@ The Gang’s Momma – I thought what you said was right on! Both my husband and I believe we are not done adopting, unless He leads us differently.
We truly stepped out in faith on our recent adoption and we were shown exactly what it meant and means to trust and have faith and rely fully on God! It was an amazing experience that has given me an awareness to ALWAYS trust God no matter what and in everything we do!
@ Dawn – Thank you for the book recommendation. I know there’s also Dave Ramsay that talks about how to adopt without going into debt.
i think “zoe” needs to edit the guest list to her fundraiser!
Copied my reponse to this letter on foreverparents.com, thought I might share here too.
Abbey and this “friend” have no business discussing this situation. Donation is voluntary always. If you can’t you can’t. Would I have fundraised? No but that is me and my values.
I do HATE That she throws foster/adoption out there like it is easy peasy. NOT, We have done older (4.5 yrs) and younger child(2-3 days old) adoption through DSS and although our younger three are ok, our oldest child has been HELL to raise, don’t get me wrong he is our son and we love him. People need REAL information. That a child does not come into care unless there is a PROBLEM. That an older child, over a year can have serious issues and may have been sexually molested, neglected, abused and they may have irreversable damage. You must decide if you can place yourself in harms way (I have been almost stabbed three times) or your other kids (found out DS was holding next son down on the bed and beating him badly then threatening his life if he told). A parent that chooses Foster/adoption should go in eyes wide open skeptical and suspicious about not getting the whole picture. I found out from a “friend at DSS” that one of our kids is the product of rape, years after placement. Would that have changed our opinion probably not, but we had the right to know.
Sorry RANT over.
Forgot to add: If they ARE fundraising I hope people know they might loose the money they just donated in a failed adoption situation.
I am impressed and touched by the passion expressed from all directions concerning this topic. I am a counselor and a coach, involved with the adoption issues for years.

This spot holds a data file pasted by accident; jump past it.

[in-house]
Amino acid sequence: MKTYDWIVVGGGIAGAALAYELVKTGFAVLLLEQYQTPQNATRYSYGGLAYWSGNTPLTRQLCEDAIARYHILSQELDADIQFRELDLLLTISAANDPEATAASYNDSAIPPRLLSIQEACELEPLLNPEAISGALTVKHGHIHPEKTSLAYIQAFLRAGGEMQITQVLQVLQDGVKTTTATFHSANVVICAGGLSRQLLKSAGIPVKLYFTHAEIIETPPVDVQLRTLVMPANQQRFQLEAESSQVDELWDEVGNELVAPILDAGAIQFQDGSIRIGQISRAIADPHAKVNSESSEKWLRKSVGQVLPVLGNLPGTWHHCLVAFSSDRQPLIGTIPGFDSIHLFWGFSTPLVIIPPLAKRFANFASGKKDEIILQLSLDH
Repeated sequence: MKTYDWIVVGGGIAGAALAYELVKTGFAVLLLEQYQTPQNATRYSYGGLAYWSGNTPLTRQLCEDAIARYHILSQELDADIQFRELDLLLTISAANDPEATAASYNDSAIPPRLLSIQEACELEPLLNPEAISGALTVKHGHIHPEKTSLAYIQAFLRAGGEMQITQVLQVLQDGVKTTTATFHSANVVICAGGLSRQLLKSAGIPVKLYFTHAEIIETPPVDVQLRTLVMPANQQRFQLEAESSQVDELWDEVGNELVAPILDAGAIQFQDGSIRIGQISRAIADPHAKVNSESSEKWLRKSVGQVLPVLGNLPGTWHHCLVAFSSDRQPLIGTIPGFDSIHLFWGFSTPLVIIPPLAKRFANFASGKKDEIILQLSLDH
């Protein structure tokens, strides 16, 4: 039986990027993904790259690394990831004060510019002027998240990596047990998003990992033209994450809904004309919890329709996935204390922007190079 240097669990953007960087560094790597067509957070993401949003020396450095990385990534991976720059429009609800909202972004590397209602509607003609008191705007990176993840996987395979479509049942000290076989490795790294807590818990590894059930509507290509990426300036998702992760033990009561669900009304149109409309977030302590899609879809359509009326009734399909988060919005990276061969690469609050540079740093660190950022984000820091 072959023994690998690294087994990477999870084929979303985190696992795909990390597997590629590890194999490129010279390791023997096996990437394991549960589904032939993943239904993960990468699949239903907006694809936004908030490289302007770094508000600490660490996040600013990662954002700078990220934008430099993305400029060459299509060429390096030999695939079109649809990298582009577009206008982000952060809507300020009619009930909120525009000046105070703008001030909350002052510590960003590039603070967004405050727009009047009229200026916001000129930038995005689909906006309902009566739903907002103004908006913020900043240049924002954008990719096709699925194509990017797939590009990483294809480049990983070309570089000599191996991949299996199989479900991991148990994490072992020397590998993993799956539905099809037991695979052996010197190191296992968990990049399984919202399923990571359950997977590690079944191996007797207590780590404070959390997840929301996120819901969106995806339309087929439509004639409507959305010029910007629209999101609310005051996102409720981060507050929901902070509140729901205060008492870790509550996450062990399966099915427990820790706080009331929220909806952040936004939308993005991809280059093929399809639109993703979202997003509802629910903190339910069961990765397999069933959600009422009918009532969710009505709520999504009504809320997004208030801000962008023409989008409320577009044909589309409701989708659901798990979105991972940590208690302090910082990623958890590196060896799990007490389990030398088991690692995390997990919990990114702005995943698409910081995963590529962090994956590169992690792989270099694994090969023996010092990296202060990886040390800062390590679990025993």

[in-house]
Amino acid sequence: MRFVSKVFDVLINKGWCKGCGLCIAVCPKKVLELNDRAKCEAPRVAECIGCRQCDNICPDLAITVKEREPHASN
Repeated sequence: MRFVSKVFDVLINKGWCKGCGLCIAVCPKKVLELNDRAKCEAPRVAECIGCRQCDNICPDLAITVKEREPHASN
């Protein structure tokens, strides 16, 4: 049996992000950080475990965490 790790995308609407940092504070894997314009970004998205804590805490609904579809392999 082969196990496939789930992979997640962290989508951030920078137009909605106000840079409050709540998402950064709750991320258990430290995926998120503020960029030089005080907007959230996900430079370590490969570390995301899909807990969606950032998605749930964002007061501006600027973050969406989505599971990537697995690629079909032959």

I have never imagined that people would object to a fundraiser for adoption. Churches create programs to support their members in the adoption process, sometimes providing covenant loans. Many people contributing feel that they are not in a place to adopt themselves, for whatever reason, but at least they can help make a small contribution that would make it possible for a family to adopt. That does not mean they have a “part ownership in the child”, but they can share a little of the joy and satisfaction.
Adoption does have costs for the legal, emotional, educational, social support, and professional fees. We would all like lower adoption fees, but at what risk, what cost?
Remember the Orphan Train? Children were taken by anyone who wanted them, often to live a life of near-slavery and abuse. That ended when really brave and concerned people started doing studies on the adopting parents. Before agencies, parents took a risk on the health and appropriateness of the child. Adoptive parents took a risk on the integrety and practices of the agency. Laws and lawyers were needed to protect all involved. Counselors now support and help birth mothers and abandoned children with major life transitions.
Adoption is not at all like going to Wal-Mart and picking up a child that is the right color, size, language, etc. There are very important responsibilities involved in an adoption, all of which require professionals who deserve a living wage, too. There are costs. Adoptive parents are willing to put their life saving and much of their future financial options on the table to be parents. Many adoptees would languish in orphanages or die if that commitment were not made. Sometimes, it “takes a villiage” to make that happen in a timely fashion. Fund raisers are a realistic way to make it happen and an opportunity for those who contribute to know they made a difference.
Julia, BEAUTIFULLY said! Thank you!
As far as my response to Dear Abby, wow! Really!? Better for a child to be bounced around in the system then to have a permanent loving family? I don’t think so.
To Andy and those who question about fundraising for an adoption.
Not only am I adopted. We are one of those families that have raised funds to help bring our children home through adoption.
Here is why I believe it is more than OKAY to help bring a child home to their Forever Family and for one reason and one reason only! EVERY child deserves a family!
Just because someone doesn’t have an extra $20-$30,000 sitting around to apply towards adoption fees (not buying or purchasing a child) does NOT mean they are not worthy or cannot afford to raise a child.
After all, we’re not making a purchase, such as a car or some other material item. We are talking about a child’s life! To bring a child into a family that wants, or
chooses to do so is far better than leaving them in an orphanage, without someone to LOVE them.
Also, what is money really in the great big picture of life!? It is something that we as humans put far too much value on.
When we give, whether it is our money or our time or anything else that we give away, we are blessed!
It seems that no one has a problem with giving money to their favorite charity, or helping a family member or maybe even a friend when they sometimes have money troubles. So why do some have a problem with helping a family that is fund raising to bring home a child to love? Well, I for one have no problem giving my money to a family that is adopting. To know that a child is coming home to their family is all the reason I need to give.